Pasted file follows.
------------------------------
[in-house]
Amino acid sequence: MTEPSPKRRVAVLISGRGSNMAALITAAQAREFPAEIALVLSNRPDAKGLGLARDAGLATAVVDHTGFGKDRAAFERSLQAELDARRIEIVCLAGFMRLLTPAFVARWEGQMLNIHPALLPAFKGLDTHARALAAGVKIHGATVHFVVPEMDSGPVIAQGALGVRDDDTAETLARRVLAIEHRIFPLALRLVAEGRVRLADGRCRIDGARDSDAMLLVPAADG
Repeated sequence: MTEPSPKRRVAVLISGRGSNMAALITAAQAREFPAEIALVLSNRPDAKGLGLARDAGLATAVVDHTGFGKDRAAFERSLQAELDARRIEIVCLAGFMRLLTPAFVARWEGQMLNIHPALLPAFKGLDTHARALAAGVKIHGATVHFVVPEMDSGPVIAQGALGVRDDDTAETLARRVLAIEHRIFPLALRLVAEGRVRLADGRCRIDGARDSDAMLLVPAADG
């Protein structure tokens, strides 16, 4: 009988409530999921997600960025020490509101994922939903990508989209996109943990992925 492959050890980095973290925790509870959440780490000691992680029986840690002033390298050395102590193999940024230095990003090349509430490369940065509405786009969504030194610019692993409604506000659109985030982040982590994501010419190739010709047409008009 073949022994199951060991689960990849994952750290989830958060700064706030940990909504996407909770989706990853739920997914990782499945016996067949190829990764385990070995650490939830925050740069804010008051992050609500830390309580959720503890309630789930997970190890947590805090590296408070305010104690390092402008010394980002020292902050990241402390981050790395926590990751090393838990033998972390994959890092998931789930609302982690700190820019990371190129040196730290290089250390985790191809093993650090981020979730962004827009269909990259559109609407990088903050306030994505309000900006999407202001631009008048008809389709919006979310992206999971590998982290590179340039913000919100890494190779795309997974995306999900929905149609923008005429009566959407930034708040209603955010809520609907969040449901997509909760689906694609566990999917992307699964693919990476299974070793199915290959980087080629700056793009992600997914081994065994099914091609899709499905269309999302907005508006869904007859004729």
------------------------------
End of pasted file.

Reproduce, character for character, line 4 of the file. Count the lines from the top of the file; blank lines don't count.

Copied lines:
């Protein structure tokens, strides 16, 4: 009988409530999921997600960025020490509101994922939903990508989209996109943990992925 492959050890980095973290925790509870959440780490000691992680029986840690002033390298050395102590193999940024230095990003090349509430490369940065509405786009969504030194610019692993409604506000659109985030982040982590994501010419190739010709047409008009 073949022994199951060991689960990849994952750290989830958060700064706030940990909504996407909770989706990853739920997914990782499945016996067949190829990764385990070995650490939830925050740069804010008051992050609500830390309580959720503890309630789930997970190890947590805090590296408070305010104690390092402008010394980002020292902050990241402390981050790395926590990751090393838990033998972390994959890092998931789930609302982690700190820019990371190129040196730290290089250390985790191809093993650090981020979730962004827009269909990259559109609407990088903050306030994505309000900006999407202001631009008048008809389709919006979310992206999971590998982290590179340039913000919100890494190779795309997974995306999900929905149609923008005429009566959407930034708040209603955010809520609907969040449901997509909760689906694609566990999917992307699964693919990476299974070793199915290959980087080629700056793009992600997914081994065994099914091609899709499905269309999302907005508006869904007859004729």